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There’s an interest in corporeality in the Brown Girl in the Art World series – in parts II and III but also the imagery of part I (“A link in a chain. Hand in hand, always.”). It seems like one of the concerns of the series is the potential of a “return to the body” moment. Is this an accurate reading? Would you be able to elaborate on the role that corporeality plays in the series and your work more broadly?

I think that BGITAW II, which is a photograph of me doing a naked handstand in a white boy’s gallery, is the corporeal manifestation of the essay BGITAW I and then the BGITAW III video piece brings those two excavations together. The way my body and bodies like mine are identified, othered and oppressed is at the heart of the conversations. But I would say at the moment I am more interested in pointing out the wider societal conflicts and obsessions with the body and how it is positioned and constructed as a problem. This recalcitrant body that is obliged to react or respond to reactions and responses. It’s a mother fuckin’ war zone. Like, you can look at me but I can look right fuckin’ back.


Brown Girl in the Art World II seems to marry this concern with the theme of space — taking up space, making space and inhospitable spaces. Would you be able to talk more about the work and its relation to space please?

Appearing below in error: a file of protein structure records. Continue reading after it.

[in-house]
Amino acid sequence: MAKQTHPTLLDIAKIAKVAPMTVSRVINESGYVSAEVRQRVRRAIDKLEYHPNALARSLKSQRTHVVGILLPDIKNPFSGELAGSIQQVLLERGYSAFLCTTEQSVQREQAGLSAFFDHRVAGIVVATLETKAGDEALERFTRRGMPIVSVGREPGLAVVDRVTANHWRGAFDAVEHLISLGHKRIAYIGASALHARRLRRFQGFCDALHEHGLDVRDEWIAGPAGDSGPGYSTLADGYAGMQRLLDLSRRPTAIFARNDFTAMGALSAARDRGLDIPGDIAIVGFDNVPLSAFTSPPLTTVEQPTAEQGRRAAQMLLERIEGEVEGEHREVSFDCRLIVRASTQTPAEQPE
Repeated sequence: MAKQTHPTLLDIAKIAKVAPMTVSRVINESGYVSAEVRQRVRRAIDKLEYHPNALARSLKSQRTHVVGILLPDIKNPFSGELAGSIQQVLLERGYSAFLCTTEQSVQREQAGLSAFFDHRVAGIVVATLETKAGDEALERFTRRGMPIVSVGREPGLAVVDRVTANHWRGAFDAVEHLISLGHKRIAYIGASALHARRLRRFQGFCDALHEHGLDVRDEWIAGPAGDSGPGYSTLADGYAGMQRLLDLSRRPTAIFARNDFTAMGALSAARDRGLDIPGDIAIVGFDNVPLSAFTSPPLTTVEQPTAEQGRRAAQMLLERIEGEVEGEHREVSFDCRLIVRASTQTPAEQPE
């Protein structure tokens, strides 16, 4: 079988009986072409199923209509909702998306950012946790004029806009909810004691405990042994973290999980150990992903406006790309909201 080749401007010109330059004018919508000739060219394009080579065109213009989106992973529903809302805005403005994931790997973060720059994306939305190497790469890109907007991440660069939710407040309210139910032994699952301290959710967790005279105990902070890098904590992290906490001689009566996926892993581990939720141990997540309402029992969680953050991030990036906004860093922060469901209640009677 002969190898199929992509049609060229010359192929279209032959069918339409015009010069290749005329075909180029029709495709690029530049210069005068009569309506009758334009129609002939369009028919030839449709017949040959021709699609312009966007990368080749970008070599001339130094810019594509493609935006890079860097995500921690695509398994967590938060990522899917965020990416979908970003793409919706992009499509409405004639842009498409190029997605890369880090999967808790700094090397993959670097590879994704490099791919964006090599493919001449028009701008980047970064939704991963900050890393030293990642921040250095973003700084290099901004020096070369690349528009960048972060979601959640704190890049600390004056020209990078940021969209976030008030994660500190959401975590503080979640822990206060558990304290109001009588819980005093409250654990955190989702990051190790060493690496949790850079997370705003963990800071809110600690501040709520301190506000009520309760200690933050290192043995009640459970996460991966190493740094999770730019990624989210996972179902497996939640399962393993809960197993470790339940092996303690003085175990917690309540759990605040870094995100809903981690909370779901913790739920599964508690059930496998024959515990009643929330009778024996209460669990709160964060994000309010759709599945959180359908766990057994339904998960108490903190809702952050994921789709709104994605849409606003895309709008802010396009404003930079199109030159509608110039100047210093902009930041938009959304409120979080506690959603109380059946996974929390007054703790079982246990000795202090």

Brown Girl in the Art World II was a huge turning point in my practice. It signals the moment where I started to think about weaponising my body in space. Since then, I feel that the conversation about taking up space as a radical act has reached a bit of a crescendo. I think more widely the conversation has now shifted focus to the emotional labour, the pain and the exhaustion that comes with having to forcefully take up space. This is what Brown Girl in the Art World III examines…. I think. It asks; “what is the cost of attempting to take up space in spaces that don’t want us?”


Brown Girl in the Art World I makes reference to Melissa Harris-Perry and the concept of the “crooked room” which makes more explicit the challenges of existing within a world dominated by whiteness and other oppressive paradigms. Is there ever a way of re-adjusting the slope of the room?

Ain’t that the question on everyone’s lips aahhh… I think that by confronting and exposing the crooked room we hand the problem and the embarrassment to the oppressor. It isn’t our job to re-adjust it. We shouldn’t really have to clean up this mess. Like [James] Baldwin says; “Well he’s unnecessary to me, so he must be necessary to you. So I give you your problem back. You’re the nigger baby, it isn’t me.”


By dubbing the video footage with meta-textual discussion of the intellectual processes behind the work, Brown Girl in the Art World III makes more tangible the additional labour that artists of colour undertake in comparison to their white peers. Do you think that this labour should be recognised and recompensed accordingly?